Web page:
Generally speaking, which lighting would you believe is optimal for employee performance in the workplace — bright light or dim light? Poor lighting has been shown to reduce or negatively alter productivity at work. The absence of adequate lighting is detrimental to employee productivity. However, harsh or excessively bright lighting can produce similar adverse effects. It’s not a question of how much light is provided — the intensity, softness, temperature and even color of the light source can dramatically alter productivity in the workplace.
Stepping out into a bright and sunny day can make you feel awake and revitalized while trying to sleep can be nearly impossible with your bright ceiling light on. The intensity of light, regardless if it’s natural or artificial, is a powerful force in our daily lives. Whether at home or at work, we require illuminated spaces to perform our tasks, but how much light is too much light. And what are the psychological effects of lighting that’s too harsh?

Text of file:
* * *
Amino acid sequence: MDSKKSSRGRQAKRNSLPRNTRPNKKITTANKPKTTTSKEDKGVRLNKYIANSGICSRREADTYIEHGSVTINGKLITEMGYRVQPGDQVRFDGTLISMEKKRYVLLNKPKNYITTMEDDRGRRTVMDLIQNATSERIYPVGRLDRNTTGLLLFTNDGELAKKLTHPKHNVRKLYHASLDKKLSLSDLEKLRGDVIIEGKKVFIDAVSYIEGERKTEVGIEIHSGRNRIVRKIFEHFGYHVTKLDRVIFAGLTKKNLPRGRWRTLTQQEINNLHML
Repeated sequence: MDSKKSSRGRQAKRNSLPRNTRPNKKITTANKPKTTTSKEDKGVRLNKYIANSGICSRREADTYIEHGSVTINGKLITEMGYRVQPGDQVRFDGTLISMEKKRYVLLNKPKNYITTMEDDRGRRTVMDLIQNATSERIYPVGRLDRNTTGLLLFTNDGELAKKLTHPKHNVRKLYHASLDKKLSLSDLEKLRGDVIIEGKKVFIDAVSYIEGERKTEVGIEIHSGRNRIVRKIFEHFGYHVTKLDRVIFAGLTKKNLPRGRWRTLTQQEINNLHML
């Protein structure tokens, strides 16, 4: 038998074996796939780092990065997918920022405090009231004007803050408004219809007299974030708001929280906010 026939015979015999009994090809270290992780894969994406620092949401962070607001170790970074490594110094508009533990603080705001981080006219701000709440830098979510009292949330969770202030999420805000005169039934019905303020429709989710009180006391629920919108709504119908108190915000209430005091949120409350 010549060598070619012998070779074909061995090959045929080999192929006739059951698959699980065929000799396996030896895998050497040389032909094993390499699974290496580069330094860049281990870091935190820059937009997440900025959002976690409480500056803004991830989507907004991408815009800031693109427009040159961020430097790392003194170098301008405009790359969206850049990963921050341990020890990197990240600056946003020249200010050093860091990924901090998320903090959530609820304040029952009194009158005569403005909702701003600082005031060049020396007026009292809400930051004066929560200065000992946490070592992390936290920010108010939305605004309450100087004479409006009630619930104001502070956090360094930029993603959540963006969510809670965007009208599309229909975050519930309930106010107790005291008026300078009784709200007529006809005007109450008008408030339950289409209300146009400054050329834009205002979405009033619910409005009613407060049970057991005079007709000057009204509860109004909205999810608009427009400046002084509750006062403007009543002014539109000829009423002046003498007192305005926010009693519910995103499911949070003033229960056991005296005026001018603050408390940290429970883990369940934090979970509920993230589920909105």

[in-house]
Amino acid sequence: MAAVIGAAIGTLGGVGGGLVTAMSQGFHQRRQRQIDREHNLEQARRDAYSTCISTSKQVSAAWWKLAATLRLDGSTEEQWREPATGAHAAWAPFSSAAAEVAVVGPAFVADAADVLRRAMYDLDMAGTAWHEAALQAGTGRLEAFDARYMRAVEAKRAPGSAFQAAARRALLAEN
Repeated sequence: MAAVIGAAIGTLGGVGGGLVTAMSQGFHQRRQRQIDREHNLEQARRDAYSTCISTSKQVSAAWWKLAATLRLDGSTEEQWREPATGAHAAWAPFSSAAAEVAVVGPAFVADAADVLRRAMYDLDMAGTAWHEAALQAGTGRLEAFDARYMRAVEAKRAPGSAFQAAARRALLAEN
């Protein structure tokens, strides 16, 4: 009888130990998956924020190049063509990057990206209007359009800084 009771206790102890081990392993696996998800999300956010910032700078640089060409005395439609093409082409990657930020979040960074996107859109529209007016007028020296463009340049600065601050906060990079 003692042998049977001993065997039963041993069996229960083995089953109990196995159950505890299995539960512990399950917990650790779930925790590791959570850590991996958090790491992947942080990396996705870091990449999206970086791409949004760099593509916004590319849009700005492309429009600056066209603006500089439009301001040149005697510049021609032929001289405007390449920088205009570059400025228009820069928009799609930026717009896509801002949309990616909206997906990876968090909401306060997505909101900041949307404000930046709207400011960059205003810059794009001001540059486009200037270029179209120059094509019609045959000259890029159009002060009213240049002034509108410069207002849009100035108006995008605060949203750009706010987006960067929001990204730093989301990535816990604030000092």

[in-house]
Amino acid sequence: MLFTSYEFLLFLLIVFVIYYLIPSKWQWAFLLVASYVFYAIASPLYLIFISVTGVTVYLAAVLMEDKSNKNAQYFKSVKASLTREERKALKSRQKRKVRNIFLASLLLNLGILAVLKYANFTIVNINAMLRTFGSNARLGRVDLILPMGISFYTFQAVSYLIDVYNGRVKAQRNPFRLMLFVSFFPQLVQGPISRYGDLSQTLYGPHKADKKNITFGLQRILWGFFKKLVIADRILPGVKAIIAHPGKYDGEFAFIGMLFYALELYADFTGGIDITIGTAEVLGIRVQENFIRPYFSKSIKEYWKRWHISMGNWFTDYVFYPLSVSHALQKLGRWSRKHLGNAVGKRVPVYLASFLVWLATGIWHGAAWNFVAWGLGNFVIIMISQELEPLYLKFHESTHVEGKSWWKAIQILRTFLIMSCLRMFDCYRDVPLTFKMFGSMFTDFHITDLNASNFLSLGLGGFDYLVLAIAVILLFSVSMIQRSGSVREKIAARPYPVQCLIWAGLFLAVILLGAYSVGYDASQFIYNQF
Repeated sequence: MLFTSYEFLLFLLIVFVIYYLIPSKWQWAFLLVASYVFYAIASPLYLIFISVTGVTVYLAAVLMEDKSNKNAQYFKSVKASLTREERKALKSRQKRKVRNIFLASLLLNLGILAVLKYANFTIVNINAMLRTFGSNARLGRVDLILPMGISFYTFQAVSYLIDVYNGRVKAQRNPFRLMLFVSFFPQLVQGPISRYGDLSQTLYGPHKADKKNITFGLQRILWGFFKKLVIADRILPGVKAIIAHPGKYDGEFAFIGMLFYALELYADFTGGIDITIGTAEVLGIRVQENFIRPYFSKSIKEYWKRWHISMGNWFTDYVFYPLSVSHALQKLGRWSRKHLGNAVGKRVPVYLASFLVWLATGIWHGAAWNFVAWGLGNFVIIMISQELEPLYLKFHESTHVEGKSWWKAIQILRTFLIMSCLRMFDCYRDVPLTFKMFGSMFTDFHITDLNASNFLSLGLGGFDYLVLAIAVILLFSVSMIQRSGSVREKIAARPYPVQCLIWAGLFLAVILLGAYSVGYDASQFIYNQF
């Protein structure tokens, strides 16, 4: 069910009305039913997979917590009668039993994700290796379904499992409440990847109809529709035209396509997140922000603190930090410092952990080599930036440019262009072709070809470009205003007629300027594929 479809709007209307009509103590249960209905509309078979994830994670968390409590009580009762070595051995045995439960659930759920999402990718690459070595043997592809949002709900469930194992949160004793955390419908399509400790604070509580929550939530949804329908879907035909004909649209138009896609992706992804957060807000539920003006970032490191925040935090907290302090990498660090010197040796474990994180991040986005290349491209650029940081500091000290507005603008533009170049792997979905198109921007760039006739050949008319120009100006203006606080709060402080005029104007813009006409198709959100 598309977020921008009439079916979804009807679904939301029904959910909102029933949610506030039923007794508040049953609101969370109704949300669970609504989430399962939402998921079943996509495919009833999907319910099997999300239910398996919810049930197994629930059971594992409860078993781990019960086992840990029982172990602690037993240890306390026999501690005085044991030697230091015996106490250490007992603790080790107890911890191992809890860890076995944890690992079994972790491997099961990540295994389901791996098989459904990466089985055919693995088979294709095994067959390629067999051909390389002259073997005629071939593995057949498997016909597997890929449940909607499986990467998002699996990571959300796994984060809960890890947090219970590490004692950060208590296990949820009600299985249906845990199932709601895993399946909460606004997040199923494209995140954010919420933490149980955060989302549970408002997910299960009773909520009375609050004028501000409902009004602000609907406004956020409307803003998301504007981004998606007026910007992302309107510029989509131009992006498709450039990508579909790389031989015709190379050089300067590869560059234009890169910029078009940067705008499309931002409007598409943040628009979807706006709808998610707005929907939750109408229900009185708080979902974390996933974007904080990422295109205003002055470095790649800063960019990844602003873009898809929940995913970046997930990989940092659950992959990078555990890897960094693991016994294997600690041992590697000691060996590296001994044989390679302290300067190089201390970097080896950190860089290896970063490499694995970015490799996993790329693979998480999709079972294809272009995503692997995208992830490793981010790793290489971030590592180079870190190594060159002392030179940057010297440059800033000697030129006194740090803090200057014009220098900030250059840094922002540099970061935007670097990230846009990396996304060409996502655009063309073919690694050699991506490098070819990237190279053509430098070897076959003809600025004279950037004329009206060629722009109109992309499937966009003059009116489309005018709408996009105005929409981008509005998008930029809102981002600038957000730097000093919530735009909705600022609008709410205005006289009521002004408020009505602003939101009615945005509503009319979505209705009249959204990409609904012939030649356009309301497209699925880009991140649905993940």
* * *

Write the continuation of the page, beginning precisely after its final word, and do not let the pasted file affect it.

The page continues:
One study suggests that emotionality is linked to the brightness of the light. Researchers believe that lighting levels make us perceive heat and make us feel warmer, causing our emotions to become more intense. The “hot emotional system” triggered by increasingly bright light can make us feel more strongly about our opinions and feelings. Bright light impacts both positive and negative emotions. By either increasing light in a dim room or decreasing the harsh intensity of a light that’s too bright, our mood can be regulated more moderately.
Harsh lighting is often more prevalent than dim lighting in the workplace. Fluorescent lighting is an especially poor choice of a lighting source as it can be harsh on employees’ eyes. Because the eyes have a more difficult time focusing under fluorescent bulbs, these lights increase instances of eye strain and migraines. When natural light isn’t available, you can gain the benefits of bright lighting by replacing fluorescent bulbs with LED lighting that illuminates a space adequately while lowering the intensity of the light.